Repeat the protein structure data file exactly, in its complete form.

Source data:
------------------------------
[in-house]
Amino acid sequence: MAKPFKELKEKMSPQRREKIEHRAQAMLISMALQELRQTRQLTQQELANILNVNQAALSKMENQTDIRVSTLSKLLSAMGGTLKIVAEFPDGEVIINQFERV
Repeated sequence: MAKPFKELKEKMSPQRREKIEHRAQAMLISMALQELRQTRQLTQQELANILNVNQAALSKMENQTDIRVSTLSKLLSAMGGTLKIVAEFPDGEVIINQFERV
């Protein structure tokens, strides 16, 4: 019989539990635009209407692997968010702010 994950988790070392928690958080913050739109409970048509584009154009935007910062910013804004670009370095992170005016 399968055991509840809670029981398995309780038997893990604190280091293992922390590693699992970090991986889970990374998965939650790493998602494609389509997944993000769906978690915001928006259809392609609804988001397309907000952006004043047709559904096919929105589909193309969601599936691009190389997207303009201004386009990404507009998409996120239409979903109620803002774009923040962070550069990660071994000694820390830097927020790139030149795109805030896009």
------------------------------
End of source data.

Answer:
[in-house]
Amino acid sequence: MAKPFKELKEKMSPQRREKIEHRAQAMLISMALQELRQTRQLTQQELANILNVNQAALSKMENQTDIRVSTLSKLLSAMGGTLKIVAEFPDGEVIINQFERV
Repeated sequence: MAKPFKELKEKMSPQRREKIEHRAQAMLISMALQELRQTRQLTQQELANILNVNQAALSKMENQTDIRVSTLSKLLSAMGGTLKIVAEFPDGEVIINQFERV
């Protein structure tokens, strides 16, 4: 019989539990635009209407692997968010702010 994950988790070392928690958080913050739109409970048509584009154009935007910062910013804004670009370095992170005016 399968055991509840809670029981398995309780038997893990604190280091293992922390590693699992970090991986889970990374998965939650790493998602494609389509997944993000769906978690915001928006259809392609609804988001397309907000952006004043047709559904096919929105589909193309969601599936691009190389997207303009201004386009990404507009998409996120239409979903109620803002774009923040962070550069990660071994000694820390830097927020790139030149795109805030896009």